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It can be frustrating when the scheduler fails to trigger DAGs to run at the scheduled time, disrupting your workflows. This article will provide examples of why DAGs may not be triggered, how to fix this issue, and introduce a tool called SQLake for simplifying data pipeline orchestration.
Some common reason DAG Not Triggered at Scheduled Time are:
1. Airflow Runs Jobs at The End of An Interval
One possible reason for this issue is the start date of the DAG. In the provided code, the start date is set to the current date using the time module. However, Airflow runs jobs at the end of an interval, not the beginning. This means that the first run of the DAG will be after the first interval rather than at the scheduled time.
dag = DAG( 'run_job', default_args=default_args, catchup=False, )
To solve this problem, you can either hard-code a static start date for the DAG or make sure that the dynamic start date is far enough in the past so that it is before the interval between executions.
It is generally recommended to use static start dates to have more control over when the DAG is run, especially if you need to re-run jobs or backfill data.
2. Airflow Webserver and Scheduler Misconfiguration
Another possible issue could be with the configuration of the Airflow webserver and scheduler. Suppose you are experiencing the issue where the DAG only executes once after restarting the webserver and scheduler.
In that case, it could be due to a problem with the configuration or connectivity between the two. You may want to check the logs or try restarting the webserver and scheduler again to see if that resolves the issue.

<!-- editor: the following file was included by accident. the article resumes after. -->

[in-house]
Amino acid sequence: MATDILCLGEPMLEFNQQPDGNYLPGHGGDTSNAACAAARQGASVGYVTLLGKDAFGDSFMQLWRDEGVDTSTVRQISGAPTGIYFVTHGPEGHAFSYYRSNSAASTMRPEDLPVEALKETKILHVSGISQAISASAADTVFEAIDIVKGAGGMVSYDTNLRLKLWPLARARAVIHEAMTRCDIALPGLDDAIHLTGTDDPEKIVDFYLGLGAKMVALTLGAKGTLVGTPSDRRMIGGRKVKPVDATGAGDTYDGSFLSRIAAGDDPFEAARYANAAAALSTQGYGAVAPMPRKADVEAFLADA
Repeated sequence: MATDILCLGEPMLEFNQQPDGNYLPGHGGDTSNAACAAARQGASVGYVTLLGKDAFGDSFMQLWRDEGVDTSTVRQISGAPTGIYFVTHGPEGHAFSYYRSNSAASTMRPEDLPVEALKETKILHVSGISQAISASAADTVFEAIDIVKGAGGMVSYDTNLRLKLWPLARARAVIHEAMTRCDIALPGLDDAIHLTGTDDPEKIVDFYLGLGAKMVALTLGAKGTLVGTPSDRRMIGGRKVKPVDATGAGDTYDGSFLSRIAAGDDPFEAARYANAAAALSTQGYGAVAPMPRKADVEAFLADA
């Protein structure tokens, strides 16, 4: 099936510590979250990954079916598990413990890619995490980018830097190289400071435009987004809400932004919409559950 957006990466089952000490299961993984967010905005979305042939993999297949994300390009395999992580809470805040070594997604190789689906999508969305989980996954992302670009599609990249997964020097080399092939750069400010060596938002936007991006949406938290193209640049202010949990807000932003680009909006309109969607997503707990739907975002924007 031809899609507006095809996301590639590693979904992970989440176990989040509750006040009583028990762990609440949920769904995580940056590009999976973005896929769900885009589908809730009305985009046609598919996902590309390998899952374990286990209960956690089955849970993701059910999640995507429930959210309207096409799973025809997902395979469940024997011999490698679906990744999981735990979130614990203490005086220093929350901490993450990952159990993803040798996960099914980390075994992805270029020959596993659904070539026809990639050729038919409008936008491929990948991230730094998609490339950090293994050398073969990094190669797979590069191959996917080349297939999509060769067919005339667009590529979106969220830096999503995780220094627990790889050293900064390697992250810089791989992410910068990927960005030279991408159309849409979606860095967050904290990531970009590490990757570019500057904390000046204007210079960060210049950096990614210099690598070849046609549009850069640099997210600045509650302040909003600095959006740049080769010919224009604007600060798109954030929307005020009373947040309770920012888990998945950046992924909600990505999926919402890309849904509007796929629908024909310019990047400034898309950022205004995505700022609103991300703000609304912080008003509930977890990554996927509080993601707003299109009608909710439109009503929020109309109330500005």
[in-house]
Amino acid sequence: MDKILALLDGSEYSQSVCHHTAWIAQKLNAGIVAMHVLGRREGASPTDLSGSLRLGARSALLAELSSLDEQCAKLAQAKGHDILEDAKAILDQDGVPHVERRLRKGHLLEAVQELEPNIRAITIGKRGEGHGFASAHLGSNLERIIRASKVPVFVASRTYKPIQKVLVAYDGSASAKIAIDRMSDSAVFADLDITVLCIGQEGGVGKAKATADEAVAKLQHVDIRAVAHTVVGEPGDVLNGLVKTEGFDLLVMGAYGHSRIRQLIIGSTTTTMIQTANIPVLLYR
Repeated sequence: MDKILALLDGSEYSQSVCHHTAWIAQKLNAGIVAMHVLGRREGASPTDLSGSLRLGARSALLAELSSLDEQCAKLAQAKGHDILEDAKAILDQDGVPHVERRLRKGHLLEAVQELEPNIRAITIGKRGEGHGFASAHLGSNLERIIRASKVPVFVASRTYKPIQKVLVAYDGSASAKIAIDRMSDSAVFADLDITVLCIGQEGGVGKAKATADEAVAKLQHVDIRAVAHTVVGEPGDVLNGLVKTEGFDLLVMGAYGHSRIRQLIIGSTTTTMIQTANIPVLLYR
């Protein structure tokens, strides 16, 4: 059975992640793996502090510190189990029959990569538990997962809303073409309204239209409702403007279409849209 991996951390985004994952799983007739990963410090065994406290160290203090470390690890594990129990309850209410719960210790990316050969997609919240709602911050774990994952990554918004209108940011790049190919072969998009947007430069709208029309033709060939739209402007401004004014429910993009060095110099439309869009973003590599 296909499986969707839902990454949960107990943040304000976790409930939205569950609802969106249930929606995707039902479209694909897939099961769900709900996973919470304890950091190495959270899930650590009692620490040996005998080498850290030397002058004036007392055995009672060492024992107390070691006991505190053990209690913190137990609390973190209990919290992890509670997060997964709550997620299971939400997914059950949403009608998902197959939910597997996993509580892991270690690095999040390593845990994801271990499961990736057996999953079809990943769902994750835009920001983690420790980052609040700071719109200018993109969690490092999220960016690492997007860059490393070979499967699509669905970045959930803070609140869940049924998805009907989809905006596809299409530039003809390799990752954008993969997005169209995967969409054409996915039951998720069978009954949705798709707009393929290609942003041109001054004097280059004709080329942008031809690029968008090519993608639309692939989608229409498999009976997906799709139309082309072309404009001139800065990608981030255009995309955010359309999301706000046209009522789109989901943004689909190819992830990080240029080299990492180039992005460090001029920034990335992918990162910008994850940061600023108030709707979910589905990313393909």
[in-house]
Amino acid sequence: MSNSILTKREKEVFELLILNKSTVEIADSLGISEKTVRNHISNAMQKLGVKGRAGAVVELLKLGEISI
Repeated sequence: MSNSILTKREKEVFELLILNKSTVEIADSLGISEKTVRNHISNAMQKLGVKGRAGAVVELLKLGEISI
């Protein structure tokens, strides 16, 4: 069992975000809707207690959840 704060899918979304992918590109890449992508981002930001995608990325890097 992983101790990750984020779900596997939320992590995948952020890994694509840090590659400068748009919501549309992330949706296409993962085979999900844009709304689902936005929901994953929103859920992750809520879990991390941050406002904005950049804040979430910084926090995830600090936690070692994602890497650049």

3. Check Dependencies
If you are still experiencing problems with the scheduler not triggering DAGs at the scheduled time, other issues may be at play. It could be related to the specific version of Airflow you are using, or there may be problems with your DAG code or the dependencies it uses.
Alternative Approach – Automated Orchestration
Although Airflow is a valuable tool, it can be challenging to troubleshoot. SQLake is a good alternative that enables the automation of data pipeline orchestration.
With SQLake you can:
- Build reliable, maintainable, and testable data ingestion.
- Process pipelines for batch and streaming data, using familiar SQL syntax.
- Jobs are executed once and continue to run until stopped.
- There is no need for scheduling or orchestration.
- The compute cluster scales up and down automatically, simplifying the deployment and management of your data pipelines.
Here is a code example of joining multiple S3 data sources into SQLake and applying simple enrichments to the data.
/* Ingest data */ -- 1. Create a connection to SQLake. CREATE S3 CONNECTION airflow_alternative_pipelines_samples AWS_ROLE = 'arn:aws:iam::949275490180:role/samples_role' EXTERNAL_ID = 'AIRFLOW_ALTERNATIVE_SAMPLES' READ_ONLY = TRUE; -- 2. Create empty tables to use as staging for orders. CREATE TABLE default_glue_catalog.database_a137bd.orders_raw_data() PARTITIONED BY $event_date; CREATE TABLE default_glue_catalog.database_a137bd.sales_info_raw_data() PARTITIONED BY $event_date; -- 3. Create streaming jobs to ingest raw orders and sales data into the staging tables.. CREATE SYNC JOB load_orders_raw_data_from_s3 CONTENT_TYPE = JSON AS COPY FROM S3 upsolver_s3_samples BUCKET = 'upsolver-samples' PREFIX = 'orders/' INTO default_glue_catalog.database_a137bd.orders_raw_data; CREATE SYNC JOB load_sales_info_raw_data_from_s3 CONTENT_TYPE = JSON AS COPY FROM S3 upsolver_s3_samples BUCKET = 'upsolver-samples' PREFIX = 'sales_info/' INTO default_glue_catalog.database_a137bd.sales_info_raw_data;